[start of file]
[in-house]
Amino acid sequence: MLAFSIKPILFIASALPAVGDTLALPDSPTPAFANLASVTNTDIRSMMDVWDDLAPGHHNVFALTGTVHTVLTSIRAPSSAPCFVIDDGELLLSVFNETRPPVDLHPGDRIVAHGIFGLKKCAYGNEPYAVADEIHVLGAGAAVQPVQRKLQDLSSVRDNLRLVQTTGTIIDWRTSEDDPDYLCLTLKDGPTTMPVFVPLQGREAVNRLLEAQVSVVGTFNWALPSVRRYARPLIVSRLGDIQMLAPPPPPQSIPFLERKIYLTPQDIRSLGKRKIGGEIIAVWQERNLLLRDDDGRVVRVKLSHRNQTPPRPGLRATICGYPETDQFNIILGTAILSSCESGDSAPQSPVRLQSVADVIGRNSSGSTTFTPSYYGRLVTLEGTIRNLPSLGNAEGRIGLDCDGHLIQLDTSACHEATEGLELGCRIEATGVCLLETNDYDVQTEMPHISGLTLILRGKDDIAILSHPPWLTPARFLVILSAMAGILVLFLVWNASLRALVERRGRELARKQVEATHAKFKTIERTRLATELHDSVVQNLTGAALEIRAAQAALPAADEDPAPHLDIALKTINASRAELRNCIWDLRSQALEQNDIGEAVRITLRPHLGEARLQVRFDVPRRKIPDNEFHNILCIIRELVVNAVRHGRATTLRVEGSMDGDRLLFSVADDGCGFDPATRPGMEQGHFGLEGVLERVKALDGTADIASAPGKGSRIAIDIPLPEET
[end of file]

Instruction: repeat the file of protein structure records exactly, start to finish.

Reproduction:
[in-house]
Amino acid sequence: MLAFSIKPILFIASALPAVGDTLALPDSPTPAFANLASVTNTDIRSMMDVWDDLAPGHHNVFALTGTVHTVLTSIRAPSSAPCFVIDDGELLLSVFNETRPPVDLHPGDRIVAHGIFGLKKCAYGNEPYAVADEIHVLGAGAAVQPVQRKLQDLSSVRDNLRLVQTTGTIIDWRTSEDDPDYLCLTLKDGPTTMPVFVPLQGREAVNRLLEAQVSVVGTFNWALPSVRRYARPLIVSRLGDIQMLAPPPPPQSIPFLERKIYLTPQDIRSLGKRKIGGEIIAVWQERNLLLRDDDGRVVRVKLSHRNQTPPRPGLRATICGYPETDQFNIILGTAILSSCESGDSAPQSPVRLQSVADVIGRNSSGSTTFTPSYYGRLVTLEGTIRNLPSLGNAEGRIGLDCDGHLIQLDTSACHEATEGLELGCRIEATGVCLLETNDYDVQTEMPHISGLTLILRGKDDIAILSHPPWLTPARFLVILSAMAGILVLFLVWNASLRALVERRGRELARKQVEATHAKFKTIERTRLATELHDSVVQNLTGAALEIRAAQAALPAADEDPAPHLDIALKTINASRAELRNCIWDLRSQALEQNDIGEAVRITLRPHLGEARLQVRFDVPRRKIPDNEFHNILCIIRELVVNAVRHGRATTLRVEGSMDGDRLLFSVADDGCGFDPATRPGMEQGHFGLEGVLERVKALDGTADIASAPGKGSRIAIDIPLPEET